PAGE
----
10 Healthy Habits We Can Borrow From Olympic Athletes

Anyone who is interested in living a healthy and active life is definitely fascinated by the drive, dedication, and self-discipline of Olympic athletes. It’s true, some of the habits they adopted might not integrate fully into our lifestyles, but they have some that could really have a positive impact on our productivity and all round wellbeing.

It is important to adopt healthy habits. It’s an understatement when we say that Olympic athletes take their routines very seriously. What initiated our curiosity is how many of their habits can we actually adopt?

Of course, we’re not gonna set our alarms at 4:15 AM to fit a double length of workout, but we might try to look into other habits that we’d like. Let’s see 10 habits that we can borrow from Olympic athletes.

Photo by Joshua Resnick from Shutterstock

Try out that sweet resting

Getting good rest can be crucial, and Olympic athletes are very familiar with this concept. They want their bodies to be fresh for their most important performances.

And just like them, you might want your mind to be completely rested in order to reach your optimum productivity and sharpness of mind.

To achieve this, you need to listen to your body, get enough sleep each night, unplug from work on a consistent basis and give yourself the rest you deserve. Olympic athletes are obliged to respect and listen to their bodies because it’s the most important element in their careers.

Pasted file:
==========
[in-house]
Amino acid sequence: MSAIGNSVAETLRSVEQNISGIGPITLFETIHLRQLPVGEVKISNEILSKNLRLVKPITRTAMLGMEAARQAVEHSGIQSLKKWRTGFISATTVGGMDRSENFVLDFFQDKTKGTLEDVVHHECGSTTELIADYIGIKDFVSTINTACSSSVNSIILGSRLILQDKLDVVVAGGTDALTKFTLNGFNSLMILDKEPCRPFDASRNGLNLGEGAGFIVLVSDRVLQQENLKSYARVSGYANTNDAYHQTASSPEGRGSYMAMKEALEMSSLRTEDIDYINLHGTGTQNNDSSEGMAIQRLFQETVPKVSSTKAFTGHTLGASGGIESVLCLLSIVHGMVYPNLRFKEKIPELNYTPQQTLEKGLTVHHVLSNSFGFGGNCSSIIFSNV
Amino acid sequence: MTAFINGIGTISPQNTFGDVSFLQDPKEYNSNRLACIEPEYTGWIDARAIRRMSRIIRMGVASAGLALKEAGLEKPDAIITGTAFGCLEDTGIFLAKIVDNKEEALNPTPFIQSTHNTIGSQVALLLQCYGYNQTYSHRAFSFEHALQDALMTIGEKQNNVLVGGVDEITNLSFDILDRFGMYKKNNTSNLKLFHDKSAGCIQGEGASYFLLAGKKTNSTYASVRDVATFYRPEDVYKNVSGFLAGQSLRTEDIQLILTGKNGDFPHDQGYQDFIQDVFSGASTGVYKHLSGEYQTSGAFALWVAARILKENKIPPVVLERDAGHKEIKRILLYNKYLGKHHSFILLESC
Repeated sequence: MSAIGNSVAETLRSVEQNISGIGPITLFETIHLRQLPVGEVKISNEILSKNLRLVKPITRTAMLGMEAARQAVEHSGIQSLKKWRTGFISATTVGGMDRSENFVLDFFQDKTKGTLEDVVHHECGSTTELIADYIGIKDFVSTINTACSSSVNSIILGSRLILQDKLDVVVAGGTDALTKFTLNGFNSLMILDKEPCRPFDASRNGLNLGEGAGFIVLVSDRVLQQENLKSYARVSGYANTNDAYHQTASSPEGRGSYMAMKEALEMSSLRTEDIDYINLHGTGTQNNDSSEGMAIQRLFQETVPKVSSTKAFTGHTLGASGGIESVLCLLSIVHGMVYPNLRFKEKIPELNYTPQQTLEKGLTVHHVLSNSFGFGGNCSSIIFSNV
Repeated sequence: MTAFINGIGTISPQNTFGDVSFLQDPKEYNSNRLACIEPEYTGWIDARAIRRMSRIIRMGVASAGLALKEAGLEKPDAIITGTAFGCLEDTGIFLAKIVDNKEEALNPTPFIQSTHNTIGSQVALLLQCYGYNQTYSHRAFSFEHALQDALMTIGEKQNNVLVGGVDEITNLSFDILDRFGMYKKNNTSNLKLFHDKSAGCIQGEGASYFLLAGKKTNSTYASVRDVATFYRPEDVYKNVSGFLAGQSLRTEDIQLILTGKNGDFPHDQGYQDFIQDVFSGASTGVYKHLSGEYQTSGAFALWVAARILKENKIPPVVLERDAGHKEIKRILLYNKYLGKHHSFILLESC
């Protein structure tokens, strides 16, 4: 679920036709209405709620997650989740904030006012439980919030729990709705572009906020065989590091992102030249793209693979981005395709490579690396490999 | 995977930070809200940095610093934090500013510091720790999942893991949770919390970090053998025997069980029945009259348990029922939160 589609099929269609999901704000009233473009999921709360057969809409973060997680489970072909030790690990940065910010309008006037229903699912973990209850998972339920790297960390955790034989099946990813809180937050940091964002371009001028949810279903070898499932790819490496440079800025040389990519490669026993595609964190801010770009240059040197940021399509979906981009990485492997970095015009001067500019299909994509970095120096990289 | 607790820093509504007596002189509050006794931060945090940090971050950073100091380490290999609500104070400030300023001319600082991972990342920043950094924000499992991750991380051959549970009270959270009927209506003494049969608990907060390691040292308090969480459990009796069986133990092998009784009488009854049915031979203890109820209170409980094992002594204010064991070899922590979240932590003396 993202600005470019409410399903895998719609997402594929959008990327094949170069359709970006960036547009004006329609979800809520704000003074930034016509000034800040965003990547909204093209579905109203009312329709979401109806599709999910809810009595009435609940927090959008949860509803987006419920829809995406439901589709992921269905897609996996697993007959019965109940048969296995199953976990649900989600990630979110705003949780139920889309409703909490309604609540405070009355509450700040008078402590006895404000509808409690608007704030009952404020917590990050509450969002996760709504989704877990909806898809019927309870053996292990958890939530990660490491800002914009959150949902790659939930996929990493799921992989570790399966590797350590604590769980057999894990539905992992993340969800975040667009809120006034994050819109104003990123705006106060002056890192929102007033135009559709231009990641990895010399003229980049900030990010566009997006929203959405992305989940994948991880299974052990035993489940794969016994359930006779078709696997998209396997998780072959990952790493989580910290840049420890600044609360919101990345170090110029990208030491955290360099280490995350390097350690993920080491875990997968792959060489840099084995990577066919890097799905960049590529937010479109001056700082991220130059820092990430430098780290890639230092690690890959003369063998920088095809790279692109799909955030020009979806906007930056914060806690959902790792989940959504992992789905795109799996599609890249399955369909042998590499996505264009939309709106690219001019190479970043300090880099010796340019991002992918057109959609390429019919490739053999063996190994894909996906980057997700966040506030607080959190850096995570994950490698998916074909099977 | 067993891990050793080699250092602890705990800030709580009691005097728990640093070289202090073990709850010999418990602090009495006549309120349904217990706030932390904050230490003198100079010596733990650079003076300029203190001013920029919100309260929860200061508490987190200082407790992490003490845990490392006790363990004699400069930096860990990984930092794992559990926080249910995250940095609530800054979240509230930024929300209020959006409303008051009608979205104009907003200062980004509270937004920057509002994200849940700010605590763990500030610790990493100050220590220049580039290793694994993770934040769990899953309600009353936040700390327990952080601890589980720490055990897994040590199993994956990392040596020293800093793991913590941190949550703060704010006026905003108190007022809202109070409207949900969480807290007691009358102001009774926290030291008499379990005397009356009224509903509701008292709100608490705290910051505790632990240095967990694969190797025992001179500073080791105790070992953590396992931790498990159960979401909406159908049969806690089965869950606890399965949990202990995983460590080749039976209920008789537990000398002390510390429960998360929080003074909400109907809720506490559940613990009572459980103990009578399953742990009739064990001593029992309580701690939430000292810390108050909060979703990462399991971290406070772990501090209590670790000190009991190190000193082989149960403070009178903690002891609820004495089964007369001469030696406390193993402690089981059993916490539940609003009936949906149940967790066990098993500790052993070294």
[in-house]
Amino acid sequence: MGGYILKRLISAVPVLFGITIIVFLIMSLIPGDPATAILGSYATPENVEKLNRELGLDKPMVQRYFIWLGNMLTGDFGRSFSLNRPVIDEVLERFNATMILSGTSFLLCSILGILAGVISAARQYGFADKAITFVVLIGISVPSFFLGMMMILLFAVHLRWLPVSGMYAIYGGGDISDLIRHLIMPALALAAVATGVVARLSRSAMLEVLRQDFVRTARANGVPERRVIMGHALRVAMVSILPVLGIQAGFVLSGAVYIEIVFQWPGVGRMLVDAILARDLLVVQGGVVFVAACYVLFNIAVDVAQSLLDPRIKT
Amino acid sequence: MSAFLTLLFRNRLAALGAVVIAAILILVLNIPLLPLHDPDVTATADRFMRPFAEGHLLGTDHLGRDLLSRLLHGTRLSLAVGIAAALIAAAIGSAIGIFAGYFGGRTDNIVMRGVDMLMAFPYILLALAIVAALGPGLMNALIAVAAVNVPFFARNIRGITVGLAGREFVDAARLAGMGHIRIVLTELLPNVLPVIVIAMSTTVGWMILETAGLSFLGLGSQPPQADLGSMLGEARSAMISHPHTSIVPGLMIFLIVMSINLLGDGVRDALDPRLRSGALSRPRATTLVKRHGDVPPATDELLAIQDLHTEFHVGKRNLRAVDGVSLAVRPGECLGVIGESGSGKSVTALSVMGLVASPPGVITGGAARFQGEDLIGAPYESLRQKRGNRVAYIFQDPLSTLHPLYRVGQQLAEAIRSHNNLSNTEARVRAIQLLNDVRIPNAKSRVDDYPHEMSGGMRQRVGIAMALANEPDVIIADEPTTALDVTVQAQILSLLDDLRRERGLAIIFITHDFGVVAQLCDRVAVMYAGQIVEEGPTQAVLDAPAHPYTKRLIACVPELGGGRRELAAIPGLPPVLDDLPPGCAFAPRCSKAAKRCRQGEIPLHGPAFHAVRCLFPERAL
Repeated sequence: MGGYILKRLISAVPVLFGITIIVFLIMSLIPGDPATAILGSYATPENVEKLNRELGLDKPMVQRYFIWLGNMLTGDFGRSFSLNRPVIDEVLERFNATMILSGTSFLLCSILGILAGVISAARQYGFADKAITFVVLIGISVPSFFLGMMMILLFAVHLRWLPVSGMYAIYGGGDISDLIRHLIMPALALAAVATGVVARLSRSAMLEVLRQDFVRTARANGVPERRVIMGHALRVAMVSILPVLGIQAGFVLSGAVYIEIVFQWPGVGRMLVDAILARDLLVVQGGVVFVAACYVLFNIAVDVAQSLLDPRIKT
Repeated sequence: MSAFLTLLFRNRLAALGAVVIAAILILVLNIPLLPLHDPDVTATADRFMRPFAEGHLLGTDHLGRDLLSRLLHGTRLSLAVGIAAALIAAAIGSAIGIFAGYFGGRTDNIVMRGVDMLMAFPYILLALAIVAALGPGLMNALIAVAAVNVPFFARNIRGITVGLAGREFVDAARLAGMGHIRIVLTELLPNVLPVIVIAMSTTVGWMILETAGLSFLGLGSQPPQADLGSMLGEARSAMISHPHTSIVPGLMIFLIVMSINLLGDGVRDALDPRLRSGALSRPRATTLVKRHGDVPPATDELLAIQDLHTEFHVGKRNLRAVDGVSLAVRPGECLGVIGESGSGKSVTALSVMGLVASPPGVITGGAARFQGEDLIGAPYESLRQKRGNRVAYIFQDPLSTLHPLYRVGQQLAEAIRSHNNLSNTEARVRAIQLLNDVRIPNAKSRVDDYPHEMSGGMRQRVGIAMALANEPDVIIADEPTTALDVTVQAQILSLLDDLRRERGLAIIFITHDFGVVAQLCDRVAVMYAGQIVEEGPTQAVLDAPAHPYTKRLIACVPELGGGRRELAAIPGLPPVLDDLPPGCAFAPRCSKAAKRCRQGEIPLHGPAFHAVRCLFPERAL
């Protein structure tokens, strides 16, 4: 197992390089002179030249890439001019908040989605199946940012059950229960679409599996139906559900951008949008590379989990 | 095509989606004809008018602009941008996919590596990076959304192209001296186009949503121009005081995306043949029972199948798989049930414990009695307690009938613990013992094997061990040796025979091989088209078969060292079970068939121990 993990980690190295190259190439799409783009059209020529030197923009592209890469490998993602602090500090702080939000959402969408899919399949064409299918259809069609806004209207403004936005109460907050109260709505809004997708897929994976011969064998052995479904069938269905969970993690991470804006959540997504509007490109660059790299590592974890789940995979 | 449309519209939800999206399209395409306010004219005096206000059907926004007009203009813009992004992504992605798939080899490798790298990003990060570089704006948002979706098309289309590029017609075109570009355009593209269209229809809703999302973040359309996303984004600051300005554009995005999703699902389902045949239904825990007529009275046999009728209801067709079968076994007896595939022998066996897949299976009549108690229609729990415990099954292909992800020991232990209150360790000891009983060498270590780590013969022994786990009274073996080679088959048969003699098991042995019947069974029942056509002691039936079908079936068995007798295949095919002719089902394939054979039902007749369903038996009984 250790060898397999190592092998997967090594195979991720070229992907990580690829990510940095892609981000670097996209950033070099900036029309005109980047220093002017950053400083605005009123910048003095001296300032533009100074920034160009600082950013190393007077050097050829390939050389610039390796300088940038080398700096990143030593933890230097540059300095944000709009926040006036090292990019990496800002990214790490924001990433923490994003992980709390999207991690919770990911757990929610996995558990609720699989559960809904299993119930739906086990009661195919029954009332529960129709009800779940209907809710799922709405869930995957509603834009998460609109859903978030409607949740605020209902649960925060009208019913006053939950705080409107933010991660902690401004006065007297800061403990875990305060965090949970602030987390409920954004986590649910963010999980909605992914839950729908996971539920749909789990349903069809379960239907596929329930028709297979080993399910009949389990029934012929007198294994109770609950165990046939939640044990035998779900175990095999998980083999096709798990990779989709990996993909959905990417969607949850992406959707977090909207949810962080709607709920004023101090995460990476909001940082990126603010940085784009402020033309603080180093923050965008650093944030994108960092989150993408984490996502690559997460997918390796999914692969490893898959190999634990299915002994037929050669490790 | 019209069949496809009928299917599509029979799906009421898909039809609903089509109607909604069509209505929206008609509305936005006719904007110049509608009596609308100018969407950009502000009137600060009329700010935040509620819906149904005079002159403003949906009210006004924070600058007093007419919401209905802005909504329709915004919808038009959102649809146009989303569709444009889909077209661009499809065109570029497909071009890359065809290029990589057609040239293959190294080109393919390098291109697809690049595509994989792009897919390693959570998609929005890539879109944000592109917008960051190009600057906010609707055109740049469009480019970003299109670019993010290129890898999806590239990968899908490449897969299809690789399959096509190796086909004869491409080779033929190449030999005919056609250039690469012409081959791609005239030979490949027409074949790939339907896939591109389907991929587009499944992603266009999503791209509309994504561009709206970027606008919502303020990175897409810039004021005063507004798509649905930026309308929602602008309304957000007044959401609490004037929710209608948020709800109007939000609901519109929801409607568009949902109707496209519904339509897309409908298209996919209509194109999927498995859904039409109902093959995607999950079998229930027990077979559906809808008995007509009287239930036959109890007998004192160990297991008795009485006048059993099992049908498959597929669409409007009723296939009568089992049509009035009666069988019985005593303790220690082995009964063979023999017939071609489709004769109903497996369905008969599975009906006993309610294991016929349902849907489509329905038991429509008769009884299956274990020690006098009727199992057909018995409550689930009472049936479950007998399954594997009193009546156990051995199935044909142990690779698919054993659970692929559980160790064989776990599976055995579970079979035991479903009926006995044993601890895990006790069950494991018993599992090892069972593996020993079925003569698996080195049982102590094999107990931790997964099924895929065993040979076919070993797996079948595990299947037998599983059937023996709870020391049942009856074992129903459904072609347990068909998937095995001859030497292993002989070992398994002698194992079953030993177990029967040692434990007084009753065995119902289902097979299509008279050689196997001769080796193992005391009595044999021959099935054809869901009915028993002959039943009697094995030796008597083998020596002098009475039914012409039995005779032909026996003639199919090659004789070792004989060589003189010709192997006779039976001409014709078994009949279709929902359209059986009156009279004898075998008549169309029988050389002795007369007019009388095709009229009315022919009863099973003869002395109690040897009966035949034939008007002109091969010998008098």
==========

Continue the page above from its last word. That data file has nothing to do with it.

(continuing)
Try some nutrients

Olympic athletes need to set a strict ritual to set their bodies up for that big success they aim for. So, along with sleep, you need to fuel yourself with foods that are healthy and full of nutrients. Their diets (and yours as well, if you want) need to include some special criteria:

  • To be nutritionally balanced
  • To be sustainable
  • To be effective
  • To be easy to follow

Aside from that, try making a plan which includes a variety of fruits and vegetables. Choose whole-grain carbohydrates sources such as whole-wheat bread or pasta, but don’t forget about fiber-rich cereals! And last but not the least, stay hydrated.

Visualize goals

If there’s one thing we can learn from Carli Lloyd (and there’s not only one) is the emphasis she puts on mind focusing. Before each match, she dedicates some special time to visualize exactly what she wants to happen in the game.

In 2015’s World Cup final, she hit three goals, and she managed to keep her mind strong because she imagined she’d be scoring four. If this is not mindful thinking, I don’t know what is.

Still, you might not be a talented soccer player who needs to play in front of millions of fans, but you still need to make a good impression with that presentation you have for today or that salary raise you were about to ask, right?